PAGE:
Expertise and Vision: As a faculty member, I will establish a world-leading group specializing in developing methods for modeling porous materials and fluids confined in nanopores. My unique expertise is a combination of modeling chemical and mechanical processes in porous materials, with my toolkit spanning various computational techniques that cover both micro and macro scales. I am particularly interested in phenomena where fluids affect the mechanical properties and behavior of solid or soft porous materials. My areas of practical interest are shale gas recovery, CO2sequestration and lithium-ion batteries.
St. Petersburg State University:I received fundamental education in theoretical physics at St. Petersburg State University, Russia. My research was in the field of first-order phase transitions. Particularly, I studied how a system consisting of liquid droplets and vapor evolves in time. In my Ph.D. thesis, supervised by Prof. A. P. Grinin and Prof. F. M. Kuni, I developed a novel approach to the kinetic theory of non-isothermal nucleation using methods of thermodynamics, mathematical statistics, and transport phenomena.
Rutgers University:During the following two years I worked as a postdoctoral researcher at the Department of Chemical and Biochemical Engineering at Rutgers University (group of Prof. Alexander Neimark). My main focus was on modeling adsorption in nanoporous materials. I achieved the following results: I developed macroscopic and molecular theories of the deformation of nanoporous materials during adsorption. By means of Classical Density Functional Theory and Monte Carlo simulations I modeled nitrogen adsorption in novel types of nanoporous carbons and developed methods for characterization of these materials. These methods have been further successfully implemented in commercial instruments by Quantachrome Inc. I also modeled adsorption and transport of chemical warfare agents in polyelectrolyte (Nafion) membranes.
Princeton University: At Princeton University I worked with Prof. Jean Prevost (Department of Civil and Environmental Engineering) and Prof. Craig Arnold (Department of Mechanical and Aerospace Engineering). I focused on two main areas: CO2 sequestration and lithium-ion batteries. More specifically, I developed models for CO2 behavior during geological storage. It involved the development, implementation, and application of methods of thermodynamics of fluid phases and mechanics for modeling the compositional flow of CO2-brine mixtures. My other achievement was development of a poromechanical model for lithium-ion batteries separator, contributing to the understanding of mechanical behavior of batteries during working cycles.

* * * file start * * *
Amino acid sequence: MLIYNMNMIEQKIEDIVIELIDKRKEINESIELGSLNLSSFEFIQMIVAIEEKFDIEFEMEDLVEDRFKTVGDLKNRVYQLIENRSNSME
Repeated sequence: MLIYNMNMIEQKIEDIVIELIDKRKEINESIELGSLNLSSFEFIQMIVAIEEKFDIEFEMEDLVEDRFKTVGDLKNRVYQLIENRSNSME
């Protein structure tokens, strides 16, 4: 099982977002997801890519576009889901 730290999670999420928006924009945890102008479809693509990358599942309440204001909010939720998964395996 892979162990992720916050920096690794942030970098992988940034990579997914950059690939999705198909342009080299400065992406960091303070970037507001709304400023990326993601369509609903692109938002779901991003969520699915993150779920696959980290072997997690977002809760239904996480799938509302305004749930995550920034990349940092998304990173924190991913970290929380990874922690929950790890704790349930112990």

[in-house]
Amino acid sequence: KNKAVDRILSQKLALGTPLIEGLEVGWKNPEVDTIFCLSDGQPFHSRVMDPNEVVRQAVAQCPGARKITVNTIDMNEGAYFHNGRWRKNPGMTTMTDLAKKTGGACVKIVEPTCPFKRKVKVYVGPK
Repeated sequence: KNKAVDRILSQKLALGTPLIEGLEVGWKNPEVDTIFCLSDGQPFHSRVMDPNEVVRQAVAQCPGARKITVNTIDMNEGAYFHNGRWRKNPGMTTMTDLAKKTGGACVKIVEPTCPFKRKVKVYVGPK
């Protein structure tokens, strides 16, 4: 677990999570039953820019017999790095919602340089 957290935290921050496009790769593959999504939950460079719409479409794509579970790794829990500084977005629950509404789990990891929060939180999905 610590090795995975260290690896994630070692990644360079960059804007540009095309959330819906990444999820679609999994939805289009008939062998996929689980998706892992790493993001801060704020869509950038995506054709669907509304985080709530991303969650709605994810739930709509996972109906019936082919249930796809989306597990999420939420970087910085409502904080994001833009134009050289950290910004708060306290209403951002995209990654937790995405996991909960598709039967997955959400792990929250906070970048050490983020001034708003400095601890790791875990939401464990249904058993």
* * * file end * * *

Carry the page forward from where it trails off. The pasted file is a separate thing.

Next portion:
Naval Research Laboratory:Since September 2014 I am an NRC Research Associate at Center of Computational Materials Science at NRL. I work on developing atomistic (Electronic Structure DFT) and continuum models for mechanical response of nanoporous and nanostructured materials to sorption of fluids. In addition to theory and simulations, I do some experimental work on materials for lithium-ion batteries.
Teaching: Apart from research activities, I have always enjoyed teaching. I have taught a number of courses to a variety of different audiences: from high-school students to Princeton graduate students.
At the poster session, besides giving an overview of my past and current research, I will discuss my plans in research and teaching as a prospective faculty.
Selected publications (from 30+ total):
 Gor G. Y.* Adsorption Stress Changes the Elasticity of Liquid Argon Confined in a Nanopore Langmuir 2014, 30 (45), p. 13564-13569
 Gor G. Y.*, Cannarella J., Prevost J. H., Arnold C. B. A Model for the Behavior of Battery Separators in Compression at Different Strain/Charge Rates J. Electrochem. Soc. 2014, 161(11), F3065-F3071
 Gor G. Y.*, Paris O., Prass J., Russo P. A., Ribeiro Carrott M. M. L., Neimark A. V. Adsorption of n-Pentane on Mesoporous Silica and Adsorbent Deformation Langmuir 2013, 29 (27), p. 8601-8608
 Landers J., Gor G. Y., Neimark A. V. Density Functional Theory Methods for Characterization of Porous Materials (Review) Colloids and Surfaces A 2013, 437, p. 3-32.
 Gor G. Y., Elliot T. R., Prevost J. H. Effects of Thermal Stresses on Caprock Integrity During CO2 Storage International Journal of Greenhouse Gas Control 2013, 12, p. 300-309
 Gor G. Y., Thommes M., Cychosz K., Neimark A. V. Quenched Solid Density Functional Theory Method for Characterization of Mesoporous Carbons by Nitrogen Adsorption Carbon 2012, Vol. 50 (4), p. 1583-1590
 Gor G. Y., Neimark A. V. Adsorption-Induced Deformation of Mesoporous Solids Langmuir 2010, Vol. 26 (16), p. 13021-13027
See more of this Group/Topical: Meet the Faculty Candidate Poster Session – Sponsored by the Education Division